If exercise is healthy (so good for you!), why do many people dislike or avoid it? These engaging stories and explanations will revolutionize the way you think about exercising—not to mention sitting, sleeping, sprinting, weight lifting, playing, fighting, walking, jogging, and even dancing.
“Strikes a perfect balance of scholarship, wit, and enthusiasm.” —Bill Bryson, New York Times best-selling author of The Body
• If we are born to walk and run, why do most of us take it easy whenever possible?
• Does running ruin your knees?
• Should we do weights, cardio, or high-intensity training?
• Is sitting really the new smoking?
• Can you lose weight by walking?
• And how do we make sense of the conflicting, anxiety-inducing information about rest, physical activity, and exercise with which we are bombarded?
In this myth-busting book, Daniel Lieberman, professor of human evolutionary biology at Harvard University and a pioneering researcher on the evolution of human physical activity, tells the story of how we never evolved to exercise—to do voluntary physical activity for the sake of health. Using his own research and experiences throughout the world, Lieberman recounts without jargon how and why humans evolved to walk, run, dig, and do other necessary and rewarding physical activities while avoiding needless exertion.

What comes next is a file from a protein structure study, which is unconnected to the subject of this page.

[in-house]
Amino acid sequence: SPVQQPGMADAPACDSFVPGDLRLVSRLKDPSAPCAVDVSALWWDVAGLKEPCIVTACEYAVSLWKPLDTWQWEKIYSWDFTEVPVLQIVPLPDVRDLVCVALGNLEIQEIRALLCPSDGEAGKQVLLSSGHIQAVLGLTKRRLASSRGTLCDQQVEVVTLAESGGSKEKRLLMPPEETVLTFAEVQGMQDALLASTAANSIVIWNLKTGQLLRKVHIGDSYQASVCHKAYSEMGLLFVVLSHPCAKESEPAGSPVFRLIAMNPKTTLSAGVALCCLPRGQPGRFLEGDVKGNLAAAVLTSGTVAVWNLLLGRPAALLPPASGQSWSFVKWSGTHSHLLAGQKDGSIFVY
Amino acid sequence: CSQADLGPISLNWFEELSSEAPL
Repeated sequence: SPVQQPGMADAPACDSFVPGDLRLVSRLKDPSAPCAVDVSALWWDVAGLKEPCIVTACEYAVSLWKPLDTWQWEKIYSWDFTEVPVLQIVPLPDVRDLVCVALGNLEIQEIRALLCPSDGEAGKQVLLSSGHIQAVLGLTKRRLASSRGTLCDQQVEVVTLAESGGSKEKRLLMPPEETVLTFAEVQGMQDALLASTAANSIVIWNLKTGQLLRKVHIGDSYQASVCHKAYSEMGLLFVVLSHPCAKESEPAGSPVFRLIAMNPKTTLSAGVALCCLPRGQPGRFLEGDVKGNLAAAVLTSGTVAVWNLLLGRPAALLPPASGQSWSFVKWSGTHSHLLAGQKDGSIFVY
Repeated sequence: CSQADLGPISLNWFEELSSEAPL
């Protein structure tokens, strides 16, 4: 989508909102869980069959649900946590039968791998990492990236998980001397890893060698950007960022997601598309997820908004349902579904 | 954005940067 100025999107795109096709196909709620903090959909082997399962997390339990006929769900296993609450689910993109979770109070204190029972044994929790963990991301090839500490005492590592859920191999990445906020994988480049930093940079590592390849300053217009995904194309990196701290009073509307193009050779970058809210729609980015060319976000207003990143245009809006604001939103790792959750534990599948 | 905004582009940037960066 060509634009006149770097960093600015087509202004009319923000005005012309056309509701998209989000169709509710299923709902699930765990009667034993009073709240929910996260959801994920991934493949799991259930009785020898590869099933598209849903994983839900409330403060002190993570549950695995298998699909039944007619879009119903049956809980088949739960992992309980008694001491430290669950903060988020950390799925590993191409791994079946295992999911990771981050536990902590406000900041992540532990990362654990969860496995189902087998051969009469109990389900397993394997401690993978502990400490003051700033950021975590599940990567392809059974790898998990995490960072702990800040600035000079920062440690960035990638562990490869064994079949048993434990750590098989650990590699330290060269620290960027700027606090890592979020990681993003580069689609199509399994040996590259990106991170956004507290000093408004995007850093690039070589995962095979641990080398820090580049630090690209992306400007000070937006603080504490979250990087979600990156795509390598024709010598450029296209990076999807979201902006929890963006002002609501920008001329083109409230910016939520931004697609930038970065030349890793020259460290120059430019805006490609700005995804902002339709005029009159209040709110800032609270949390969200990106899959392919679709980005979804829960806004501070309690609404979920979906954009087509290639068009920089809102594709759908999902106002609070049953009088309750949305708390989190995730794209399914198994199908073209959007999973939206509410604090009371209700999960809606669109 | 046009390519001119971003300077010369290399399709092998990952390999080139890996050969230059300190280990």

Exercised is entertaining and enlightening but also constructive. As our increasingly sedentary lifestyles have contributed to skyrocketing rates of obesity and diseases such as diabetes, Lieberman audaciously argues that to become more active we need to do more than medicalize and commodify exercise.
Drawing on insights from evolutionary biology and anthropology, Lieberman suggests how we can make exercise more enjoyable, rather than shaming and blaming people for avoiding it. He also tackles the question of whether you can exercise too much, even as he explains why exercise can reduce our vulnerability to the diseases mostly likely to make us sick and kill us.
In this smart volume, Harvard paleoanthropologist Lieberman (The Story of the Human Head) takes a scientifically astute look at exercise. Alongside actionable workout tips, he proffers persuasive reasons for everyone to exercise in some way (his preferred activity is running), notably that "physical activity is probably the single best way to lower the risk of Alzheimer's disease," and that an active lifestyle can help "to prevent or tame... several kinds of cancers." To help win over "habitual non-exercisers," Lieberman has some refreshingly realistic suggestions for "mak the exercise less disagreeable," such as rewarding oneself for completing workouts, or doing them in like-minded groups for moral support. Meanwhile, the recommendations for exercisers in general are helpfully straightforward and unfussy ("exercise several hours a week, mostly cardio but also some weights, and keep it up as you age"). To explore why humans can but don't always build strength, Lieberman traces "two conflicting threads" in Homo sapiens's evolution as early humans became hunters, they "must have benefited from plenty of brawn," but human society's becoming "less reactively aggressive and more cooperative... reduced selection for being big and strong." His illuminating and frequently humorous work will delight fitness mavens and make those pesky workout sessions more rewarding for everyone else.